The Health and Fitness sector shapes up

We have witnessed a strong performance from the Health & Fitness sector over the last 12 months.

26 March 2014, Words by Savills Research


The UK Health & Fitness industry total market value has grown by 1.5% to £3.92bn over the 12 month period to March 2013 (State of the UK Fitness Industry Report 2013). The sector has also seen a 3% rise in the number of fitness facilities and a 4.5% rise in the number of members (The Leisure Database Company). As these figures imply, we are witnessing the dawn of a new age in the Health & Fitness sector, driven by strong performances in the private and public sector, particularly from the budget sector, which now accounts for 6% of the total clubs and 14% of private sector membership (The Leisure database company).

These budget operators are continuing to expand aggressively and the recent merger of Pure Gym and The Gym presents a formidable force in this sector. The combined group dominate with over 100 clubs between them, with a further 27 sites in the pipeline. easyGym, advised by Savills, are also looking to open a further six clubs this year on top of their existing 10, with a Greater London focus. Fit4less, Xercise4Less and Lifestyle Fitness are also on the expansion drive and JD Sports are set to launch their own chain of value fitness centres.

The mid-market continued to be “squeezed” throughout 2013, leaving many of the operators such as Nuffield, LA Fitness and Fitness First now concentrating on retaining membership and refurbishing top performing clubs. Following in Fitness First’s footsteps, LA Fitness were the next to enter into a company voluntary arrangement (CVA) in February 2014, which will see 33 of its existing 80 gyms closed and more focus on protecting the profitable assets in the portfolio. However, mid-market operators are beginning to respond to the threat from behind. Fitness First have recently under-gone a major ad campaign for their new “Classes Only,” concept and David Lloyd have secured rights to the US concept involving high street personal training studios.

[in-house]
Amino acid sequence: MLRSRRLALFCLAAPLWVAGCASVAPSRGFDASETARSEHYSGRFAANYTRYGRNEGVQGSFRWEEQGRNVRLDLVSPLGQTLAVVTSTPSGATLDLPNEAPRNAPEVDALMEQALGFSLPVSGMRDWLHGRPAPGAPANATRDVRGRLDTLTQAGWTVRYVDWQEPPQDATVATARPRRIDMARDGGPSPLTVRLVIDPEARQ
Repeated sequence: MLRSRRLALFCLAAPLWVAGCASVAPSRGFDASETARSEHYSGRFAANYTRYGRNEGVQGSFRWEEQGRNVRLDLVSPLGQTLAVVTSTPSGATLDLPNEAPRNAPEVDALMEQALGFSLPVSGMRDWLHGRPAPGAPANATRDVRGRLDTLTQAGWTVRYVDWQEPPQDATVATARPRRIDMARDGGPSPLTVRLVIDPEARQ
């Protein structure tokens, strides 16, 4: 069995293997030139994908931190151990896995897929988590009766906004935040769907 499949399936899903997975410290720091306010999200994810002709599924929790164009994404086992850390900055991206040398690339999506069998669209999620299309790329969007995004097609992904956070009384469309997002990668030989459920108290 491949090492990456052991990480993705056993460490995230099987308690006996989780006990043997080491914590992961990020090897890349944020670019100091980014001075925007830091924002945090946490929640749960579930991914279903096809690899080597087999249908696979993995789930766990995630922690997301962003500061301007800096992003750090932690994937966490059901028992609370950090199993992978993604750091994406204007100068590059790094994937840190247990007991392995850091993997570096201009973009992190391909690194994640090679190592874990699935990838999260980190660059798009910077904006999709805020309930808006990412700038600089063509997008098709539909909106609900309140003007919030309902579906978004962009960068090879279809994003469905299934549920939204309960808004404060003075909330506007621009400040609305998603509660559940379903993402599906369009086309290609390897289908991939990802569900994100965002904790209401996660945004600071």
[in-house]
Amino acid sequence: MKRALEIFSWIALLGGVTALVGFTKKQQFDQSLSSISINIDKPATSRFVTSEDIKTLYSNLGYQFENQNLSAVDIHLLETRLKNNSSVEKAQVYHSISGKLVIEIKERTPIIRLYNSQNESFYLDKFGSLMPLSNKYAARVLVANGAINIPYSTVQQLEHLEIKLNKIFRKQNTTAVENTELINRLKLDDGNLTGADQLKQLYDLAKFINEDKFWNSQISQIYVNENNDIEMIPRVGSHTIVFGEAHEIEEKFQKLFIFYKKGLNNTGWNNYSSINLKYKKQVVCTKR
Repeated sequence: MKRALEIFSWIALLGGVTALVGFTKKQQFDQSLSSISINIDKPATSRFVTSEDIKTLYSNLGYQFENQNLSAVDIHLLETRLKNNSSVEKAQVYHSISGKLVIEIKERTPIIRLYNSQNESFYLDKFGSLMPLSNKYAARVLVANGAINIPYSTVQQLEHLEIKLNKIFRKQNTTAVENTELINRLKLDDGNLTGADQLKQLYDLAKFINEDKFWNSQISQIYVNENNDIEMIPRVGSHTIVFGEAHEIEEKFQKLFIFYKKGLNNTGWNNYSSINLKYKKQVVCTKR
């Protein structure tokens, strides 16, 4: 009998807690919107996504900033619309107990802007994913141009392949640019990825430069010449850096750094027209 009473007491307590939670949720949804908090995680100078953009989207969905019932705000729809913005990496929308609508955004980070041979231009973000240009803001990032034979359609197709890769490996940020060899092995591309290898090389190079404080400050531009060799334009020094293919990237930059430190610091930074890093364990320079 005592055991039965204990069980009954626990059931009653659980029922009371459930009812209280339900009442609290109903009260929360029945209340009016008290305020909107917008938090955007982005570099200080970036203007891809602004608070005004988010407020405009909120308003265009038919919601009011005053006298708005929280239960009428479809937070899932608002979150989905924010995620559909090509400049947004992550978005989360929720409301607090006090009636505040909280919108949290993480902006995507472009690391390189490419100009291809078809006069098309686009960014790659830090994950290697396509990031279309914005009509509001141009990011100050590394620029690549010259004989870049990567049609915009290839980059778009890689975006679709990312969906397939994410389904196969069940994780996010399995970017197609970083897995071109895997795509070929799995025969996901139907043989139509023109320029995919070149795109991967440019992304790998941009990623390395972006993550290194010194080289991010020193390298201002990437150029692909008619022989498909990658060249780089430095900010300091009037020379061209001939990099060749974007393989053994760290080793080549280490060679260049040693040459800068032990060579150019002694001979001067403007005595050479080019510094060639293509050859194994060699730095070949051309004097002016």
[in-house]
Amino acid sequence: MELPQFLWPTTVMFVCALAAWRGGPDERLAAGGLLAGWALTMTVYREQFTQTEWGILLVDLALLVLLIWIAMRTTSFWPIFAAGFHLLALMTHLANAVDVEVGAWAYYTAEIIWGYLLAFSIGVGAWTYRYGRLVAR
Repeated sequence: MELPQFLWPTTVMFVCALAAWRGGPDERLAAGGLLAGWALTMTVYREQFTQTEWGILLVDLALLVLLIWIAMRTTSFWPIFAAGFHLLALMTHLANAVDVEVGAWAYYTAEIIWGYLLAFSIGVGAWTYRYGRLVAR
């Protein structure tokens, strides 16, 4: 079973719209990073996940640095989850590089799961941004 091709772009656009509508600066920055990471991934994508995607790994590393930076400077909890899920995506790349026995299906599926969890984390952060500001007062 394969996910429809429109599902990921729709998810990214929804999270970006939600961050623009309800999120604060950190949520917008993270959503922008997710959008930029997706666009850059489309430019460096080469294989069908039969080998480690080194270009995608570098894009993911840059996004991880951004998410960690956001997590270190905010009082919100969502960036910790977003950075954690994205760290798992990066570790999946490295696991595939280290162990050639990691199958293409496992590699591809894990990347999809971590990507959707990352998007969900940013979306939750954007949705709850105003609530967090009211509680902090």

2013 also witnessed the beginning of a push away from the traditional gym model of large floor-plates and extensive equipment and machinery. An increasing number of specialist independent operators and popup concepts are cashing in on the “new age of fitness”, with a focus on innovative and dynamic ways of keeping fit, such as spin gyms, boot camps and cross-fit. This sector will continue to grow throughout 2014, albeit with a London centric bias. Brands to watch include US concept Barry’s Bootcamp (high intensity indoor fitness operating from floorplates as small as 5,000 sq. ft), Soul-Cycle and Psycle (spin-only concepts), HotPod (yoga classes in inflatable pods) and Bikram yoga.

The last 12 months has seen a surge in transactional activity in the Health & Fitness sector compared to previous years. Fitness First shed a number of clubs as part of its CVA, with many picked up by budget brands and David Lloyd was subject to one of the year’s largest buyouts. Looking forward, we would expect to continue to see a rise in activity, as well as organic expansion by successful brands, throughout 2014 especially given the upturn in economic activity and return of consumer confidence.

■ Who's Hot and Who's Not?

↑ Pure Gym/The Gym

The recent merger of the two leading brands positions the brand as a formidable market leader in the low-cost sector, with a top covenant and property portfolio to rival the more established mid-market players in number.

↑ easyGym

With a more selective acquisition programme, the brand has managed to secure some enviable Greater London locations, including their Oxford Street flagship. With 10 sites in the UK and the best equipment and fit-out in the low-cost sector, easyGym are one to watch for 2014.

↑ Microgyms

Barry’s Bootcamp, Boom Cycle, Barrecore, these high-intensity microgyms have exploded onto London’s Health & Fitness scene with all targeting further openings throughout 2014. The smaller size requirements will help drive their successes in securing key sites in a competitive market.

↑↓ Fitness First

In May 2012, Fitness First underwent a financial restructuring followed by a CVA to avoid going into administration. After closing 80 sites, the firm is looking to re-position itself as a more up market brand specialising in classes only.

↓ LA Fitness

Early in 2014, LA Fitness called in administrators to look at a CVA to shed 33 of the loss-making sites in order to reduce debt.


Key Contacts

Mat Oakley

Mat Oakley

Commercial Research

Margaret Street

+44 (0) 20 7409 8781


James Hurst

James Hurst

Retail Warehouse & Leisure Investment

Margaret Street

+44 (0) 20 7409 9927


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